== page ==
Enjoy Thanksgiving without Raising Risks of Diabetes
Tennessee Department of Health Shares Healthy Holiday Cooking, Eating Tips
NASHVILLE – If your Thanksgiving plans include lifting weights for 10 hours or going for a seven-hour run after dinner, enjoy your meal without worries. That’s how much activity it takes to burn the 4,000 calories many will consume as they work their way through turkey with all the trimmings. But if you plan to linger around the table and take a nap or spend time on the sofa after eating, your future might hold glucose meters and insulin injections, both part of life for Tennessee’s growing number of individuals with diabetes. While blood sugar testing and shots may not seem too difficult to handle, blindness, kidney failure and loss of limbs are the serious consequences for some who develop diabetes.
"Our Thanksgiving traditions are based on a time when feasting was a rare opportunity for celebration and a ritual that helped people survive the winter months. But now a heavy meal is a daily possibility for many, and most of us need to rethink if we can celebrate our wonderful time together by, say, taking a walk and making better food choices instead of encouraging overeating to the point of harm,” said Tennessee Health Commissioner John Dreyzehner, MD, MPH. “As we face an epidemic of obesity and overweight and the numerous health problems that result, take time this Thanksgiving to reflect on our blessings of bounty and consider new traditions that can help keep loved ones healthy and active for a truly bountiful life."
The Tennessee Department of Health offers the following suggestions for healthier cooking and eating at Thanksgiving.
• Trim the amount of sugar and fat in recipes and reduce use of oil and butter whenever you can. Most diners won’t notice the difference.
• Substitute plain yogurt or fat-free sour cream in dip and casserole recipes.
• Use fat-free chicken broth to baste your turkey.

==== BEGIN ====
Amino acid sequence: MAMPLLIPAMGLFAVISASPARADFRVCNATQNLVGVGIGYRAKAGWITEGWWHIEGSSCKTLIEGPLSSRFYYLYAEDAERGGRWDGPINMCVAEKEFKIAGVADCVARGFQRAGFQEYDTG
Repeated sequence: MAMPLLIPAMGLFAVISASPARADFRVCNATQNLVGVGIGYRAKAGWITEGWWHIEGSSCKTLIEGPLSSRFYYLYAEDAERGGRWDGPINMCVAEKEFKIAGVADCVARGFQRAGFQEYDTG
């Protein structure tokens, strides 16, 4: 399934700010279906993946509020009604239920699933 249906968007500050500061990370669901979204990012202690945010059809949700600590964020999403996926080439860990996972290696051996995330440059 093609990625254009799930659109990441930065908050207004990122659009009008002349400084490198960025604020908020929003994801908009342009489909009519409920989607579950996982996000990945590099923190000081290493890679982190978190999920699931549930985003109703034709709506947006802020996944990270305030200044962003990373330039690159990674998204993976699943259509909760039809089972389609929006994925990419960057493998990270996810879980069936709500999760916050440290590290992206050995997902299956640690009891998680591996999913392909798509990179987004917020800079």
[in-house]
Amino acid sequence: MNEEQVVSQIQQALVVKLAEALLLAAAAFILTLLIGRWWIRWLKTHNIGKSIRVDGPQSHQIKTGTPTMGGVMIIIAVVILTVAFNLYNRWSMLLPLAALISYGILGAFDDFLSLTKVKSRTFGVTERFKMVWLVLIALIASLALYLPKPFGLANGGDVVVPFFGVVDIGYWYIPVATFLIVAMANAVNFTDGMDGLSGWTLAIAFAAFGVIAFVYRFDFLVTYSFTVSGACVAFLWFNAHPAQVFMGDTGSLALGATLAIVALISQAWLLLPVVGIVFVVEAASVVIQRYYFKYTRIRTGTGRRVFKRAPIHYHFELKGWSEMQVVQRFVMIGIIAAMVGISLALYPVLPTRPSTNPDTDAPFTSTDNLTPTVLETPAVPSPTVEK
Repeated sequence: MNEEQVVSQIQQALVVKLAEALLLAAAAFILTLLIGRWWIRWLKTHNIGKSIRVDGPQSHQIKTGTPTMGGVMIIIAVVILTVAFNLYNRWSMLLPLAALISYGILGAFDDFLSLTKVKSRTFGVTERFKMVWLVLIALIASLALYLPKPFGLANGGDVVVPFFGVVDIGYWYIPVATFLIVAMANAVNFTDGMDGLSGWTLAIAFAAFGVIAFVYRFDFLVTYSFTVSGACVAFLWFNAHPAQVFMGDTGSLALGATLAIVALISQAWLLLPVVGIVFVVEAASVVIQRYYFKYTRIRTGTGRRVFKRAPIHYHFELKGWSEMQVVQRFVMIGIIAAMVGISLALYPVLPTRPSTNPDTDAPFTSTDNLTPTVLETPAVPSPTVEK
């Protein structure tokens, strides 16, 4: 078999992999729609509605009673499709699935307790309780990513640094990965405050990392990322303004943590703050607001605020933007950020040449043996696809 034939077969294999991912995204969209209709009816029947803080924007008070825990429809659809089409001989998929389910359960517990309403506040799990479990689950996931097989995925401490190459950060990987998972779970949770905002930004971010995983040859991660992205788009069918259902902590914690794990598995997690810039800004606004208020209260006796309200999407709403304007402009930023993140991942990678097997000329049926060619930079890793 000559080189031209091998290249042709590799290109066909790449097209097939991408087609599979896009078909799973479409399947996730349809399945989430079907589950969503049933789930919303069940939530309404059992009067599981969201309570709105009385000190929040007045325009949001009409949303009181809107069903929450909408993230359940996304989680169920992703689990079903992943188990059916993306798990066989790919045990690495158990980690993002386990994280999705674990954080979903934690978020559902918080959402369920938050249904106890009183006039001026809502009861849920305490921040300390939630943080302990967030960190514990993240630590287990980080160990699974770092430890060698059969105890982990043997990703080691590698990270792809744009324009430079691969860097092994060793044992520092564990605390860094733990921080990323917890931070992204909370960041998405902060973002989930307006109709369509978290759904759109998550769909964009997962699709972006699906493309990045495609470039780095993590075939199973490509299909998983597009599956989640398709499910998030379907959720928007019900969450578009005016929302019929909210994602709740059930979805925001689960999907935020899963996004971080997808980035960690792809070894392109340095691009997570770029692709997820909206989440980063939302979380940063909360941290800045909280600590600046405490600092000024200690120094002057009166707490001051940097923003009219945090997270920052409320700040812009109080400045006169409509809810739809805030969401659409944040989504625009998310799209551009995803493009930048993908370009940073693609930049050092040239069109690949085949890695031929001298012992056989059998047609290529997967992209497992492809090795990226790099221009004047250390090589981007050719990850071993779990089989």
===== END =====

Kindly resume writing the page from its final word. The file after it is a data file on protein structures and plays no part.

• Consider artificial sweeteners and desserts with lower sugar levels, such as pumpkin pie instead of pecan pie.
• Think about steamed, roasted or sautéed green beans instead of green bean casserole.
• Eat breakfast. Having a small meal in the morning with protein and fiber may give you more control over your appetite throughout the day.
• Scout the table and don’t waste calories on foods you eat every day. Choose holiday selections you don’t often get.
• Avoid large portions of potatoes, dressing, gravy and bread.
• White turkey meat is lower in calories than dark.
• Resist the temptation to have seconds or to encourage others to “go back and have some more.”
• Drink lots of water before and as you eat. It helps fill your stomach.
“With approximately two-thirds of Tennesseans either overweight or obese, we can no longer regard Thanksgiving as a day when it’s okay to pile our plates high with food,” said Melissa Blair, TDH deputy director of Family Health and Wellness. “We’re seeing an epidemic of failing knees and ankles, heart problems, breathing difficulties and diabetes, and many of these problems are caused by overeating. This Thanksgiving could be the start of a new life for many with just a little effort to be more thoughtful in the kitchen and in the dining room.”
For additional tips on preparing healthier meals, eating wisely or recognizing the signs of diabetes, visit the TDH website at http://health.state.tn.us/nutrition/index.htm and the TDH Cookbook with easy, low cost, healthy recipes at http://health.state.tn.us/nutrition/recipes.html.
The mission of the Tennessee Department of Health is to protect, promote and improve the health and prosperity of people in Tennessee. For more information about TDH services and programs, visit http://health.state.tn.us/.